What follows then is "Carpe Noctem", which is basically unchanged, and performed very well on Broadway. The part where an Alfred-double fights with a Krolock-double because of a Sarah-double is there as well, but again, Carrafa lost all the "drive" when he tried to copy the original choreography. Then Alfred wakes up, falls out of his bed, and instantly begins to sing "For Sarah". Max von Essen performs this like a typical love song coming from a confident, romantic hero, but it still appears so much more one-dimensional the fearful Aris Sas, who only became a bit more confident and brave as he was singing the song.

The machine of never-ending stupid jokes

Searching for the crypt, Alfred and the professor don't have to look very long, since as they are climbing up some stairs, a comic-like guiding sign labelled "Crypt" appears and points them in the right direction. Once they get there, they find two coffins. In one of them sleeps Chagal, the other one (belonging to Krolock) is empty. Rebecca and Magda enter the room, wanting to rescue Chagal. The professor says good bye, stating a stupid excuse, and Alfred leaves as well as he hears Sarah sing. Chagal awakes, bites the two ladies, and all three disappear into the coffin, but not without attaching a sign labelled "Do not disturb" on it. Alfred ends up in Herbert's room, where Herbert gives him a book about waltz and takes out some handcuffs, even though Alfred tells him that "he's straight". As in Vienna, Alfred shoves the book between Herbert's vampire teeth, but the umbrella-fight with the professor is missing. Sarah is putting on some make-up in her room and doesn't want to come with Alfred.

The graveyard seems has virtually not been changed at all, however, Jim Steinman now put a touch of "Siegfried's Trauermarsch" in there, granting Richard Wagner a short, yet original appearance on Broadway. Then, in between Eternity and Krolock's "Appetite" song, the professor and Alfred appear, telling Krolock that they will eventually and finally destroy him. "Die unstillbare Gier" has been translated to English so that it is very similar to the German version, however, the word "Gier" has been replaced with the relatively harmless word "appetite" and not with greed, which would have been more appropriate if one things of the biblical original sins. As a result, it appears that the song refers to sexual lust, instead of "real" greed for power, etc. However, what's the problem - we wouldn't believe this comedian Krolock anyway if he suddenly started to sing about serious things, would we?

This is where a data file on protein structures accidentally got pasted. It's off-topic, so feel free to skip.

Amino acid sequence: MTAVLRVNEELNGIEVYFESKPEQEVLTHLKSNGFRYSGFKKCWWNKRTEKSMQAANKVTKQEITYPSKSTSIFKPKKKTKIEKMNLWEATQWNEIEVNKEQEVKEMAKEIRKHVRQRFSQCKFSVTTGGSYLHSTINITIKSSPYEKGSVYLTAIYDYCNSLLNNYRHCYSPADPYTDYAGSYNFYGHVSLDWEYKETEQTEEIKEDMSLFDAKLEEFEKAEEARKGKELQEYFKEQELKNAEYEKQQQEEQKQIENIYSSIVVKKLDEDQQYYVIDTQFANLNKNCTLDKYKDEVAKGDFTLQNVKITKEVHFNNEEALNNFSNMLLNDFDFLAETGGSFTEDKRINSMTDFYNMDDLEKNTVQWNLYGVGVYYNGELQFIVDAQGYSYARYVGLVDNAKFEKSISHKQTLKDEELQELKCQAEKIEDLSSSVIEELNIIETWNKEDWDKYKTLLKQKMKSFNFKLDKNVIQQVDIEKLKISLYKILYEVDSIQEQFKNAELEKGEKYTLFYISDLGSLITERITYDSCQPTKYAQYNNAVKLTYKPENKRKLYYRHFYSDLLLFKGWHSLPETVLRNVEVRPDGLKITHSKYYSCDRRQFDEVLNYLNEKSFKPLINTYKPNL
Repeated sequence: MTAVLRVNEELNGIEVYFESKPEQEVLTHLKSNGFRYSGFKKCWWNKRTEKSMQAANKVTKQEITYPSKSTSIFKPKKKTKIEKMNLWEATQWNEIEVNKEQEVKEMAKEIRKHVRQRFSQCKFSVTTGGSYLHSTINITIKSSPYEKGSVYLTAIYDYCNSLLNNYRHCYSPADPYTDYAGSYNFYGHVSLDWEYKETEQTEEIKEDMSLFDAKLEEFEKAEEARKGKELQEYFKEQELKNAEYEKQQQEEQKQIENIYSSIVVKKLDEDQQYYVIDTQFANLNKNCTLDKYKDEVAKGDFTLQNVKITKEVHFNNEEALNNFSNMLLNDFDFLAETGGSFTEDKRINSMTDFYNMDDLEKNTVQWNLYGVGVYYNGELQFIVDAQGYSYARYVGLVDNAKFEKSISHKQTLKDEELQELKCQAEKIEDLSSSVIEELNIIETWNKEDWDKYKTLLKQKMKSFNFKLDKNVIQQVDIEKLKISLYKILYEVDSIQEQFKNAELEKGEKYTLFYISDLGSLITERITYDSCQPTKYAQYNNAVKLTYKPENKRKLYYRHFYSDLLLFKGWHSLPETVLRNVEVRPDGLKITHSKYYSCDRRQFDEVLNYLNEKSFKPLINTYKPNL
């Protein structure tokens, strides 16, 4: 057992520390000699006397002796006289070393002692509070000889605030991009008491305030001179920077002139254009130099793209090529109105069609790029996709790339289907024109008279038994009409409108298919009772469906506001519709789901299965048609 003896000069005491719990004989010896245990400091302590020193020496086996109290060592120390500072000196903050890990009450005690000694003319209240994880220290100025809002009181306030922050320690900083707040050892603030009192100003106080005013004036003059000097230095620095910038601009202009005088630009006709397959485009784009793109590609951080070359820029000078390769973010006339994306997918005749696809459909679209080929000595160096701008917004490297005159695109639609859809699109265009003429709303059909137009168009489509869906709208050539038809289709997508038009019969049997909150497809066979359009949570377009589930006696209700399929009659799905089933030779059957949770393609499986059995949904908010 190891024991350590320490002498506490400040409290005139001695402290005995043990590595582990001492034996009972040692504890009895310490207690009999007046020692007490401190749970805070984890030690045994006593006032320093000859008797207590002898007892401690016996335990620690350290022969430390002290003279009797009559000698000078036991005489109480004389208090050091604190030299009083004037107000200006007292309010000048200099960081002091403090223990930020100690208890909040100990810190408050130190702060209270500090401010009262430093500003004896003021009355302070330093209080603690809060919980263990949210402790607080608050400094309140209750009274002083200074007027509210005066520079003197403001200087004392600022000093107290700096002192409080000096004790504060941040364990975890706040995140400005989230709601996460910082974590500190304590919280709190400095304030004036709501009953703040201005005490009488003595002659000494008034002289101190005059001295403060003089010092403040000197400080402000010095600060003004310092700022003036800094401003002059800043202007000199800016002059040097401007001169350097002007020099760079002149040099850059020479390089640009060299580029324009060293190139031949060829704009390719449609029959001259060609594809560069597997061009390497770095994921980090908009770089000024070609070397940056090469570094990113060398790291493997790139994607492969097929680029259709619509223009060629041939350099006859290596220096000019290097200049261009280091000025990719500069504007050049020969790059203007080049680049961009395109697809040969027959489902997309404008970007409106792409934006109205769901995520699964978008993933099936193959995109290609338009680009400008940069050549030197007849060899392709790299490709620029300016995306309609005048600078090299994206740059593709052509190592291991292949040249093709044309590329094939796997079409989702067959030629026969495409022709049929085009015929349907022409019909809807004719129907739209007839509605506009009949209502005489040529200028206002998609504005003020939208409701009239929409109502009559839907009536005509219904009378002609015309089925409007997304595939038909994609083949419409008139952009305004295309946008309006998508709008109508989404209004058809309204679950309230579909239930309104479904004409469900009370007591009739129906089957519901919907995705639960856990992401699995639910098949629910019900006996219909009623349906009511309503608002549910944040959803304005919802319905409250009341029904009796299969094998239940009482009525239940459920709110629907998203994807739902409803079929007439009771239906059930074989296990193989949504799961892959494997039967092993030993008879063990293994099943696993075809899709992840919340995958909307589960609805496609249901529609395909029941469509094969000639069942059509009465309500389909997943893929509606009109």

Next is the ball scene. Krolock comes walking down a stairway, being dressed like a pop-star. He shakes hands with a few people around the place, then bites the bitten-but- cured-just-in-time Sarah a second time. Because the professor has forgotten his anti- vampire-crucifix, he and Alfred fall back to the well known candle trick. Then Abronsius lets the daylight in, so that Krolock falls to the ground and dissolves in steam. The professor declares himself as the winner, Sarah bites Alfred, and the three leave the stage. Suddenly, we see on a badly painted background image, the Time Square - the place just in front of the Minskoff Theatre. Instead of "Cats", the musical "Bats" is running here, featuring a guest appearance of "The Rolling Bones" - just like at the end of "The Producers", a lot of fun is made of the billboards that can be found along Broadway.

The ensemble take off their heavy leather coats, so that they look like the "greedy vampires of the present". Finally - the musical tries to relate to current affairs, does it? It's "Urinetown" and social critique!
For a final time, John Caraffa steals Dennis Callahan's moves, however, the ensemble's dance doesn't seem halfway as powerful as in Vienna or Stuttgart. Surprise, surprise: Suddenly our count Krolock stands in the orchestra pit right behind Music Director Patrick Vaccariello, smilingly conducting the orchestra. Oh my God, he survived - which musical's blood is he going to suck next?

Clichés instead of characters

Those who liked the cranky original movie, or the multi-dimensional characters of the original musical, will be utterly disappointed here: In the American version, everything has to go fast, and a loud laugh is more important than a smile. The characters are no longer unique and "real", but have been reduced to a degree that they fit into the standard categories of American entertainment - Alfred and Sarah, for example, aren't much different from those cliché-teens from all the High School movies. Alfred no longer shows any signs of shyness, instead, he seems confident throughout the entire show. He instantly tells Sarah that he loves her, walks right into the castle without any fears, thus no longer having any relation to the shy and fearful student Polanski played in his original movie. Sarah has lost everything that made her feel the desire to walk into the vampire castle - neither is she always alone (because she has friends), nor is she longing for freedom (because her father doesn't lock her up in her room). She also isn't coquettish towards Alfred any longer, instead, she's simply the girl that everybody wants to have.